My first impression of a person who reviews others’ work for a living came at age 12 from watching the Mel Brooks film History of the World Part One where we’re introduced to Ugg, the world’s first artist, and then the world’s first art critic. He delivers a scathing verdict on Ugg’s cave painting without saying or writing a word.
I am very happy to report that neither of the two fine publications, The Los Angeles Times nor The Economist, that have so far reviewed my book peed on it. This is what the LA Times had to say:
Jakab is a former investment banker who currently writes the Wall Street Journal’s “Heard on the Street” column; he knows what he’s talking about. He’s skilled at translating concepts like puts and calls and short sales and gamma squeezes into language most anyone can understand — a true gift.
And later in the review:
Like so much reporting in recent years, Jakab’s book is both depressing and necessary … Anybody who buys and sells stocks, and anyone who “invests” in anything old or new, should read this book.
Now that’s nice. And The Economist, which I have been reading for 30 years now, came through with a really flattering take too.
Spencer Jakab, a columnist at the Wall Street Journal, unknots the threads of this complex financial tale. His is a pacey and comprehensive account that takes in the structural changes in finance and the media that made the turmoil possible.
And lower down
…Mr Jakab’s knowledge of Wall Street shines in the historical context he provides and the industry aphorisms he relays (the retail investors who can lose out when hedge funds prosper are typecast as “a lot of dentists”). Despite the density of the subject matter, which includes “rehypothecation” and “gamma squeezes”, the story is deftly told. If the first draft of history was not quite on the money, as Mr Jakab contends, his second go has set the record straight.
If you know me at all then you’ve been bombarded with messages about the book. I hate to be annoying, but I also hate to see a year of hard work go unacknowledged. If too few people buy a book then it turns into a vicious cycle – next stop pulp mill, and no more publishing contracts for yours truly either.
What does that have to do with trolls? Quite a bit this time, unfortunately. My book points out how ordinary investors were taken advantage of by companies that got rich off of hyperactive stock trading, among other things. The victims in my story really do believe they are victims, but because they weren’t allowed to KEEP buying meme stocks for a few days a year ago. It’s evidence that the system is rigged. Well it is, but not by an illegal conspiracy.
Pointing this out makes them angry. I’m a hack and I work for the Wall Street Journal, which is owned by Ken Griffin (no, it isn’t). I am a paid shill for hedge funds (I wish) and I didn’t even read the WallStreetBets message board (oh boy did I read it). I don’t want to insult anyone, and I’m sympathetic to the newest generation of investors, but there are some unpleasant aspects to the online army that made GameStop the most traded security in the world.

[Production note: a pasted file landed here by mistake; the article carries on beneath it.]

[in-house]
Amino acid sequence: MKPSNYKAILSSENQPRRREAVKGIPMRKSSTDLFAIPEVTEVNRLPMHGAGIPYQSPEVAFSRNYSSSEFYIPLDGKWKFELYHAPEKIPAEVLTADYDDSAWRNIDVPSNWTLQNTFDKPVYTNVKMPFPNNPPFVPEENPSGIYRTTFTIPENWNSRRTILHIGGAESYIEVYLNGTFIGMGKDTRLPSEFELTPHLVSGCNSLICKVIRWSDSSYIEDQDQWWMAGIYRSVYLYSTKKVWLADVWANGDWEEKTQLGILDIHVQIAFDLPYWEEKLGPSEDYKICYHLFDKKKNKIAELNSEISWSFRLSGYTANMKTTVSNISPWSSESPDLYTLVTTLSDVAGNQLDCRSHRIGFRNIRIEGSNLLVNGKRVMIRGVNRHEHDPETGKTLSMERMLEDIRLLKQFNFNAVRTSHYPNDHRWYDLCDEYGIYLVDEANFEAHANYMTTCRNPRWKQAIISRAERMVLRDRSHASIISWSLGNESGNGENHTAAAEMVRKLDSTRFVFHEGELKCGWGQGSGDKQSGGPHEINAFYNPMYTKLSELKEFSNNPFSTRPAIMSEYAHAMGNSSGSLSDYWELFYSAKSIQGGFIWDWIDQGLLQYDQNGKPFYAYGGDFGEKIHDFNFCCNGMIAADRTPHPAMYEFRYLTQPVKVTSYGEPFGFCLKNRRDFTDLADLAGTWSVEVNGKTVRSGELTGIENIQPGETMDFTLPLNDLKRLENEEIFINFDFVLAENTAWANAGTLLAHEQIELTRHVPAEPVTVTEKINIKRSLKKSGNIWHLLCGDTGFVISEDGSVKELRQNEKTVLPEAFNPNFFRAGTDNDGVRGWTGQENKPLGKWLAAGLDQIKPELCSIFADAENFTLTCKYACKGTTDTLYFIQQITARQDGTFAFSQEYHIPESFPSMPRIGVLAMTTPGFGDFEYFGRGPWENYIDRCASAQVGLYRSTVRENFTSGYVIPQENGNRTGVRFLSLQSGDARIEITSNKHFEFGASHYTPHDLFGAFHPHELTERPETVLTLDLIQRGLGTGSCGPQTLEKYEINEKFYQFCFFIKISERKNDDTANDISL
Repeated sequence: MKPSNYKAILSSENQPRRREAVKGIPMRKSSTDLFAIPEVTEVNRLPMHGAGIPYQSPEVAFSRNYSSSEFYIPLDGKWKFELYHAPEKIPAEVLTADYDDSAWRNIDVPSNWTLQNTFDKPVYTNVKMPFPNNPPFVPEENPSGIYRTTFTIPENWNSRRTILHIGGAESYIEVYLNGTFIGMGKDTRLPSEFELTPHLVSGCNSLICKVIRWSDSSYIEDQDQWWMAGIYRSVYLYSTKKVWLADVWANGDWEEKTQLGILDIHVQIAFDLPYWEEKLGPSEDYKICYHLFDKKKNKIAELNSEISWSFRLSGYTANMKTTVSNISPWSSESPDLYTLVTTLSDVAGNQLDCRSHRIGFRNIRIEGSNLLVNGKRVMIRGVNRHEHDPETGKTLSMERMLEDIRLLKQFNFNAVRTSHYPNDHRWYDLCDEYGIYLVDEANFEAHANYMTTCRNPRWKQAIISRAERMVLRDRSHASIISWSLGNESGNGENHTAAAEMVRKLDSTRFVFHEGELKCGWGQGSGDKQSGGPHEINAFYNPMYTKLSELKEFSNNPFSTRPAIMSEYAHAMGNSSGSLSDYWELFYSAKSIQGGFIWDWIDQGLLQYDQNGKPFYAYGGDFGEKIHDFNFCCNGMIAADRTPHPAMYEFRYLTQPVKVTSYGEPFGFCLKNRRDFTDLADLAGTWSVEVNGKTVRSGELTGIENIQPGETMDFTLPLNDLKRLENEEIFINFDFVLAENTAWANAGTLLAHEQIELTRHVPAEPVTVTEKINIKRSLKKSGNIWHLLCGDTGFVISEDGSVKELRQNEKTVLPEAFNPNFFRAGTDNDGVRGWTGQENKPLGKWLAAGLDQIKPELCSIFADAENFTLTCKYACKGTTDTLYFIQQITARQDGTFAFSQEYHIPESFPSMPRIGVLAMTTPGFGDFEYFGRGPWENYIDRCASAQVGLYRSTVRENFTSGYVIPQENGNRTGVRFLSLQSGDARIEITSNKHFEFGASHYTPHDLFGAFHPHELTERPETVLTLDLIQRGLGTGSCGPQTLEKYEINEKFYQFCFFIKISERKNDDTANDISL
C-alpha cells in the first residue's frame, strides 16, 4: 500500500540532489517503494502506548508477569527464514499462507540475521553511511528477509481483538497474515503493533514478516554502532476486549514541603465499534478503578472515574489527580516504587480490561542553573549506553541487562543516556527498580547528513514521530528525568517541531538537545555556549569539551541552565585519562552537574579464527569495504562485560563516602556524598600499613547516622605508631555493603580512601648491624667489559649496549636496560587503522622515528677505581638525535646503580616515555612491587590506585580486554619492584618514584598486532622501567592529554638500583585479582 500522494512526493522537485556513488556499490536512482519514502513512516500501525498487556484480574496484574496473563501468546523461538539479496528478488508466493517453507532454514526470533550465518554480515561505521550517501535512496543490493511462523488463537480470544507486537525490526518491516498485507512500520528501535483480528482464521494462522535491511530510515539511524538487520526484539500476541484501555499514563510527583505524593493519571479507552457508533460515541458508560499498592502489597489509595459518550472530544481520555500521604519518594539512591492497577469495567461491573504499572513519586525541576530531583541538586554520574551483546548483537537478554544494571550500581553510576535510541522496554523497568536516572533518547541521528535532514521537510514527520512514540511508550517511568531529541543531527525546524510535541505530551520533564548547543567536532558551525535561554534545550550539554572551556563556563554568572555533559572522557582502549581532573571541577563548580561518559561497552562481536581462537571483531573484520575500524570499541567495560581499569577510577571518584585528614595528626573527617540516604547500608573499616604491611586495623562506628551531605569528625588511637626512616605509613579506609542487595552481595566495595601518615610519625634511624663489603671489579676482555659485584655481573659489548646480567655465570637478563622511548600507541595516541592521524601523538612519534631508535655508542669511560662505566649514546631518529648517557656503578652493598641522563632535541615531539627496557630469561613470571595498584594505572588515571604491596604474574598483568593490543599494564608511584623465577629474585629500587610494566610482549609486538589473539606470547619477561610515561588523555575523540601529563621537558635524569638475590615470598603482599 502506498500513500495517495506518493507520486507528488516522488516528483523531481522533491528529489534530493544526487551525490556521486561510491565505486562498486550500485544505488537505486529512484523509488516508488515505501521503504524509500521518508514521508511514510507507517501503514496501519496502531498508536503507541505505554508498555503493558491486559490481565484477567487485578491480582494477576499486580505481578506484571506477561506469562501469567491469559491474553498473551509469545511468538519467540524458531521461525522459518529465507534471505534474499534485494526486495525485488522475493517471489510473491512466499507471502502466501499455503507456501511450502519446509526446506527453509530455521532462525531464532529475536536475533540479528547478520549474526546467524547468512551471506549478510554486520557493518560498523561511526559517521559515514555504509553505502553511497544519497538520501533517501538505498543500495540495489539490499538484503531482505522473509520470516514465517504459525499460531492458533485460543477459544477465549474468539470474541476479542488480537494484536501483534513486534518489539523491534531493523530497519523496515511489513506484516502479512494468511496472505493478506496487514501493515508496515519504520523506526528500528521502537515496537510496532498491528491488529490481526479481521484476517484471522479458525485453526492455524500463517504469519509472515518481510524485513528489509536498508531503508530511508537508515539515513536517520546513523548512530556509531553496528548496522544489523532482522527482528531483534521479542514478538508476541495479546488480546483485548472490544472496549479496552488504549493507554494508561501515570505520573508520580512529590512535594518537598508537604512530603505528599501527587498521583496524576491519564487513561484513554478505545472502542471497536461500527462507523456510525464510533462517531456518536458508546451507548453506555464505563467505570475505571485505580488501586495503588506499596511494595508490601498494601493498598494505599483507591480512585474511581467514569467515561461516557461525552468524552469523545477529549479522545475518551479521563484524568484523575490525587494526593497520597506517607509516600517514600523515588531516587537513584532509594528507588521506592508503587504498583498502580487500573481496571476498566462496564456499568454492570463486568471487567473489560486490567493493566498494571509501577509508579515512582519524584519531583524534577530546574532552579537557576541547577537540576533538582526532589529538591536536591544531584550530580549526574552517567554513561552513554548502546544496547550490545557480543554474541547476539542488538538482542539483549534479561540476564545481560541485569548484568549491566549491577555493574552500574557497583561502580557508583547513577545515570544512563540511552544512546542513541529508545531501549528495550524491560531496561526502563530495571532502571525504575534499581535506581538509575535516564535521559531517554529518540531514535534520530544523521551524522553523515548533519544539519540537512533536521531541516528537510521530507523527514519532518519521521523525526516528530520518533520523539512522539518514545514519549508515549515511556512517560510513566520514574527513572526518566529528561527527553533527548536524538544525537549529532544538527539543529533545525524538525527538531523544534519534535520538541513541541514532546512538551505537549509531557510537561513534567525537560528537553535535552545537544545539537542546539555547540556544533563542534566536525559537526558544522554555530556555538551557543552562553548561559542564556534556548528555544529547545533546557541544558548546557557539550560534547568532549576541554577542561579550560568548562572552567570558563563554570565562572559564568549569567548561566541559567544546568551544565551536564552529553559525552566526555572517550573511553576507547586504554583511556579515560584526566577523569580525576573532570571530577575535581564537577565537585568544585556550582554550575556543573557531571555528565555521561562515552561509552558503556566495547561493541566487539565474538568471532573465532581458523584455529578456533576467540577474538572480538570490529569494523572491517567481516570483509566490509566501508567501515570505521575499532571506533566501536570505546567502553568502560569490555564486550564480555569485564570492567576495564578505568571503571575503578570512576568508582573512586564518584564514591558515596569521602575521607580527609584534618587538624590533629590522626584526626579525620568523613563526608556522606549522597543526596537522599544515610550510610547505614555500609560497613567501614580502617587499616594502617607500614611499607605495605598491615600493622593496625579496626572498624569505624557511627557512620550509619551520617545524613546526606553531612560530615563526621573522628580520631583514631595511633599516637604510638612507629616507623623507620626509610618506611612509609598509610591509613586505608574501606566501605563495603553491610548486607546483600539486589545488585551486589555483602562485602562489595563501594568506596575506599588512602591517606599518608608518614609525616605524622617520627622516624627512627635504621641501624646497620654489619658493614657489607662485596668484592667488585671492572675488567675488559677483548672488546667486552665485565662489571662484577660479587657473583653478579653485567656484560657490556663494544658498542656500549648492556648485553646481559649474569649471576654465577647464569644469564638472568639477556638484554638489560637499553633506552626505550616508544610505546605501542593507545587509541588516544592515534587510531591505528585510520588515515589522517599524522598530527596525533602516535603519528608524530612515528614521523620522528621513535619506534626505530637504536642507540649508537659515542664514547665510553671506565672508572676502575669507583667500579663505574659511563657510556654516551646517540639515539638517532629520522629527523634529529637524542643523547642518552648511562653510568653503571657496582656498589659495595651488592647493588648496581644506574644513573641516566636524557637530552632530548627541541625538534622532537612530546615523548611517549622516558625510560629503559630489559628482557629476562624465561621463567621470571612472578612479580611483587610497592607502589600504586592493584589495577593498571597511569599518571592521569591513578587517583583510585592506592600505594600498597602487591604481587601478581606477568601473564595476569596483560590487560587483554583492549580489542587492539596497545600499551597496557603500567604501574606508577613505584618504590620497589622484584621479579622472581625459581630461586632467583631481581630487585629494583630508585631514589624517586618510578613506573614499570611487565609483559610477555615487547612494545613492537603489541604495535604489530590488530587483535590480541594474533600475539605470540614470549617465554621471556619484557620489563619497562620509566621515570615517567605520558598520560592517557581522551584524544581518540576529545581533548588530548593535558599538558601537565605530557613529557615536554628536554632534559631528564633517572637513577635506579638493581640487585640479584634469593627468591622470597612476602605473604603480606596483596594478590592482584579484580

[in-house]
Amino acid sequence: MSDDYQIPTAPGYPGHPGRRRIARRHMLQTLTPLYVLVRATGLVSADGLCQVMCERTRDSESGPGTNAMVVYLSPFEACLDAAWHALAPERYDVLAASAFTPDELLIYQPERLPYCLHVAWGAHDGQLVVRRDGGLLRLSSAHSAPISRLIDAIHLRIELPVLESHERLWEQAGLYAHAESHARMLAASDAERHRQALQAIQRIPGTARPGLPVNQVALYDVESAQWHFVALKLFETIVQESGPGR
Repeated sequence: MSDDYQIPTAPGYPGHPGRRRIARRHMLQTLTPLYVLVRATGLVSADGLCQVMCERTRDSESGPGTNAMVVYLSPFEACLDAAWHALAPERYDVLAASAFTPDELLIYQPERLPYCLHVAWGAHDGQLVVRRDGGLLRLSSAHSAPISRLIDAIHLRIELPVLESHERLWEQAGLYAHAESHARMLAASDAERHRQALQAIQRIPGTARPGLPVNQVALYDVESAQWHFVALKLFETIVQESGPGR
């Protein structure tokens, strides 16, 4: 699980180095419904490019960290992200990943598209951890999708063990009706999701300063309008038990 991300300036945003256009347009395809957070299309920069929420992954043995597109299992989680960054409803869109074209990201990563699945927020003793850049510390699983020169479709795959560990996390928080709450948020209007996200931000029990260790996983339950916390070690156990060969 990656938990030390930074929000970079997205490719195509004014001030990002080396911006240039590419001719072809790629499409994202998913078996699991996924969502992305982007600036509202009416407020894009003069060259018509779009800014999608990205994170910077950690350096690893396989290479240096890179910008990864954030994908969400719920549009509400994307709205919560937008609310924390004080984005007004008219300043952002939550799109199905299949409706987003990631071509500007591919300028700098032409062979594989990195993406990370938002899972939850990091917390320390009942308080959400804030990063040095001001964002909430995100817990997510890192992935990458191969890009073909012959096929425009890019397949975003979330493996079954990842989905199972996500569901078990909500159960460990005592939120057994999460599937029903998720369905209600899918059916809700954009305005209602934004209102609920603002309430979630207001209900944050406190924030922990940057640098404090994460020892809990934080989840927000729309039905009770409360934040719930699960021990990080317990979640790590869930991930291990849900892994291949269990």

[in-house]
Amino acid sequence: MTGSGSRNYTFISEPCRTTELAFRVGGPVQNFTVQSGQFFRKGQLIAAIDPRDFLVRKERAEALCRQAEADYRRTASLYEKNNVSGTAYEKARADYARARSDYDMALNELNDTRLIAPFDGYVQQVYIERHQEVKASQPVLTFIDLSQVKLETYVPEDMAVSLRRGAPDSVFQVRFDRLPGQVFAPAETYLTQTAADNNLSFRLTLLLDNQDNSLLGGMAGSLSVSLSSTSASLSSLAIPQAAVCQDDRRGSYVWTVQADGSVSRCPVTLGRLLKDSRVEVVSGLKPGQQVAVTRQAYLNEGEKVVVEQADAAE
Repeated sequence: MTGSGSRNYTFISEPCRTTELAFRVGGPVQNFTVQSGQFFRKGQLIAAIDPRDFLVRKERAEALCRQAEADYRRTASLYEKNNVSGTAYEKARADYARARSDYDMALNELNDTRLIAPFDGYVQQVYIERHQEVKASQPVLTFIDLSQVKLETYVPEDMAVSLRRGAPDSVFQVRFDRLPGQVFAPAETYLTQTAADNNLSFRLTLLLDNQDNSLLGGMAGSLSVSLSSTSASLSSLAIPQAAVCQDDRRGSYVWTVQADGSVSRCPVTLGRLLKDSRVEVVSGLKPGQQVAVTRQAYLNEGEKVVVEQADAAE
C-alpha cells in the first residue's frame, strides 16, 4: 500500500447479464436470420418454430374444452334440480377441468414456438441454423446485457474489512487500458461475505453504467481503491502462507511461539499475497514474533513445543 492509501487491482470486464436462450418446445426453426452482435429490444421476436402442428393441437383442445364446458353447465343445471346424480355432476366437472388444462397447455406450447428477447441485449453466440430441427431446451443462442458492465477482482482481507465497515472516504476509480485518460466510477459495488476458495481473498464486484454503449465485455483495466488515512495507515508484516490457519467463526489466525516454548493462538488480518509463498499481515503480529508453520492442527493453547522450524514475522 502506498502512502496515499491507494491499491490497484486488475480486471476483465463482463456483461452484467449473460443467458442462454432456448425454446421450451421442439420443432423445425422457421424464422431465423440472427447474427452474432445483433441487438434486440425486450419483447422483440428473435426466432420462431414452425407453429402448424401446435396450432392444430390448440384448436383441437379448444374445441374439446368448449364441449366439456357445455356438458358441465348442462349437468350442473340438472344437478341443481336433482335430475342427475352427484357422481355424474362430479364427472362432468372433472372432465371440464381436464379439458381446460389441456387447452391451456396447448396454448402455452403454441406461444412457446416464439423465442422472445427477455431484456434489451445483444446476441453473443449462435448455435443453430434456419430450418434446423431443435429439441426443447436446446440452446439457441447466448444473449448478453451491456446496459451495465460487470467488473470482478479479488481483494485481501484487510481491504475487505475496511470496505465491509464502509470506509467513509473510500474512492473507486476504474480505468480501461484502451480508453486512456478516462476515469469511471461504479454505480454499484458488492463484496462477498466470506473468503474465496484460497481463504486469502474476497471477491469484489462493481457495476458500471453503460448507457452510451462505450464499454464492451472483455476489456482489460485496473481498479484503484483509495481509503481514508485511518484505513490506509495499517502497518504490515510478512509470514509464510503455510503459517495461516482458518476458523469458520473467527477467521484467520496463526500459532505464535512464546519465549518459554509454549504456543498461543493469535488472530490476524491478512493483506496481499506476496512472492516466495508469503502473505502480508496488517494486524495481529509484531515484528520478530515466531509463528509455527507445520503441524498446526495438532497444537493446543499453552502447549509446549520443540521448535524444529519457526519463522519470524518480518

They haven’t read my book, but they would prefer you didn’t either. So if you go onto the UK Amazon page, where it went on sale a few days ago, this is what you’ll see:
I personally avoid things on Amazon with poor reviews and many potential readers have doubtless done the same. When the book goes on sale tomorrow in the U.S. and elsewhere then you’ll probably see the same phenomenon from “MoxPlatinum” and others.
My ego isn’t so fragile, but this is injurious in other ways. It’s a prime example of how some people behave toward strangers these days online – ironically a phenomenon I discuss in the book in the part dealing with the horrifying online harassment campaigns against some of the main characters. If I saw, say, a local baker wearing a shirt touting a political candidate who offended me, it just might make me upset enough to shop elsewhere. Or it might not if she’s really good. But I would never threaten her livelihood by saying her stuff tastes bad without actually sampling it.
So whether you know me or not, can I ask a favor? I spent a year of hard work baking this cake. If you don’t like it then please feel free to say so, but only after you’ve had a bite. And if you did then please consider writing something nice and maybe clicking on some legitimate negative feedback as helpful, not that it’s “utter Dribble” (the word is “drivel,” by the way). And please extend the same courtesy to other writers you know whose online reviews are suspiciously negative. I do and I will even more now.
Among my resolutions this past year was to read more determinedly — books specifically. Too much of my consumption had become bite-sized: Newspaper articles, Wikipedia entries and blog posts, and often just fractions thereof. I felt a small sense of accomplishment getting through a long New Yorker feature in a single sitting. The Internet, and Twitter especially, have made my attention span a lot shorter.